The longer I live, the more i know. The more I know…………… …………the less I understand.

The Psychological Effects of Solitude

There are both positive and negative effects of solitude. Much of the time, these effects and the longevity is determined by the amount of time a person spends in isolation.  The positive effects can range anywhere from more freedom to increased spirituality, while the negative effects are socially depriving and may trigger the onset of mental illness. While positive solitude is often desired, negative solitude is often involuntary or undesired at the time it occurs.


As a pleasure

Solitude does not necessarily entail feelings of loneliness coming into picture of an internal desire as opposed to an unmet longing for social contact. In the context of religious forms of solitude, saints who prefer silence find immense pleasure in their uniformity with cosmos even in a single room. Buddha attained enlightenment through uses of meditation, depriving sensory input and bodily necessities, namely external desire sought throughout social interaction as one of them. The context of solitude is attainment of pleasure from within, rather than seeking it in the external world. In references of psychology, as introverted individuals require spending time alone away from people to recharge, or are simply socially apathetic might find it a pleasurable environment to be busied with solitary preoccupations.

Positive Effects

Solitude is not necessarily a negative concept. While negative effects may arise from too much solitude, there are many benefits to spending time alone (within reason). Freedom is considered to be one of the benefits of solitude. The constraints of others will not have any effect on a person who is spending time in solitude, therefore giving the person more of a scope to his actions.  A person’s experiences are shaped by the people he interacts with. With increased freedom, a person’s choices are less likely to be affected by exchanges with others.

A person’s creativity can be sparked when given freedom. Solitude can increase freedom and moreover, freedom from distractions has the potential to spark creativity. In 1994, Psychologist Mihaly Csikszentmihalyi found that adolescents who cannot bear to be alone often fall short of enhancing any sort of creative talents.

Another proven benefit to time given in solitude is the development of self. When a person spends time in solitude from others, he may experience changes to his self-concept. This can also help a person to form or discover his identity without any outside distractions.  Solitude also provides time for contemplation, growth in personal spirituality, and self-examination. In these situations, loneliness can be avoided as long as the person in solitude knows that they have meaningful relations with others.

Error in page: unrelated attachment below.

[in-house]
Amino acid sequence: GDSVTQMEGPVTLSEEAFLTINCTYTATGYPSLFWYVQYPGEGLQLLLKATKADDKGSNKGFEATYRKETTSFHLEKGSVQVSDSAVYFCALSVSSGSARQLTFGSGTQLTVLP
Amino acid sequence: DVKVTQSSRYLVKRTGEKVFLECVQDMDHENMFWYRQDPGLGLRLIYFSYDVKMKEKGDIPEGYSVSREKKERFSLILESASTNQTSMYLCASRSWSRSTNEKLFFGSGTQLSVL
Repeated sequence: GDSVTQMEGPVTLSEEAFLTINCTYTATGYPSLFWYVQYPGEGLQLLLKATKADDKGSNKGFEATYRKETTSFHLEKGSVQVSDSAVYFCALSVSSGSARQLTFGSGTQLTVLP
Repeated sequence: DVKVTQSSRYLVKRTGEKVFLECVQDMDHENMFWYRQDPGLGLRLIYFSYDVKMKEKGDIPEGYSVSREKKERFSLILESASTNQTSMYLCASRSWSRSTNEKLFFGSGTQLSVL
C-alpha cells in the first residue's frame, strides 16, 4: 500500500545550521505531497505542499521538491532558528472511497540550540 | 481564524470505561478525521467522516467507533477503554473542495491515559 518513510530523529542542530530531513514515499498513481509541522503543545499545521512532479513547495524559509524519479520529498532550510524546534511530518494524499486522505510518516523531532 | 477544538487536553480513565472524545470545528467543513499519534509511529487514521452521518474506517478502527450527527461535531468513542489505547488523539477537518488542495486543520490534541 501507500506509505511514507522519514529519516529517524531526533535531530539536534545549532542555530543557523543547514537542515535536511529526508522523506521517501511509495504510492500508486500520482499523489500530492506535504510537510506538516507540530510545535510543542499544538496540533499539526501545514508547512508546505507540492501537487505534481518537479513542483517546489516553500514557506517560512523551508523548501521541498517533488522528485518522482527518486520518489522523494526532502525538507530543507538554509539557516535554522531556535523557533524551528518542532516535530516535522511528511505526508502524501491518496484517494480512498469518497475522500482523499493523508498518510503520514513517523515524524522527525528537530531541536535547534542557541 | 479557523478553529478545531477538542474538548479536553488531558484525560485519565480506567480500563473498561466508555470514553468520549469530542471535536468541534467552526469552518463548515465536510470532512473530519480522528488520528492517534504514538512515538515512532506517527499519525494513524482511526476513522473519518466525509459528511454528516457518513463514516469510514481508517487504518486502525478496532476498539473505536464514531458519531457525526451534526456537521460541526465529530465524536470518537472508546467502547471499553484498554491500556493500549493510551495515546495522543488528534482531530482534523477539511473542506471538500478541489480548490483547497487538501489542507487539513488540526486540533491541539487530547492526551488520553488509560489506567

Negative Effects

Too much solitude is not always considered beneficial. Many of the negative effects have been observed in prisoners. Often, prisoners spend much time in solitude, where their behavior may worsen.

Negative effects of solitude may also depend on age. Elementary age school children who experience frequent solitude may react negatively. This is largely because, often, solitude at this age is not something chosen by the child. Solitude in elementary age kids may occur when the kids don’t know how to interact socially with others so they prefer to be alone, causing shyness or social rejection.

While teenagers are more likely to feel lonely or unhappy when not around others, they are also more likely to have a more enjoyable experience with others if they have had time alone first. However, teenagers who frequently spend time alone don’t have as good of a global adjustment as those who balance their time of solitude with their social time.

~ ~ ~ ~

Solitude is painful when one is young,
but delightful when one is more mature.
  ~ Albert Einstein



Filed under: Social, society

Leave a Reply

Fill in your details below or click an icon to log in: Logo

You are commenting using your account. Log Out / Change )

Twitter picture

You are commenting using your Twitter account. Log Out / Change )

Facebook photo

You are commenting using your Facebook account. Log Out / Change )

Google+ photo

You are commenting using your Google+ account. Log Out / Change )

Connecting to %s

Enter your email address to follow this blog and receive notifications of new posts by email.

Join 5 other followers


Error: Twitter did not respond. Please wait a few minutes and refresh this page.

%d bloggers like this: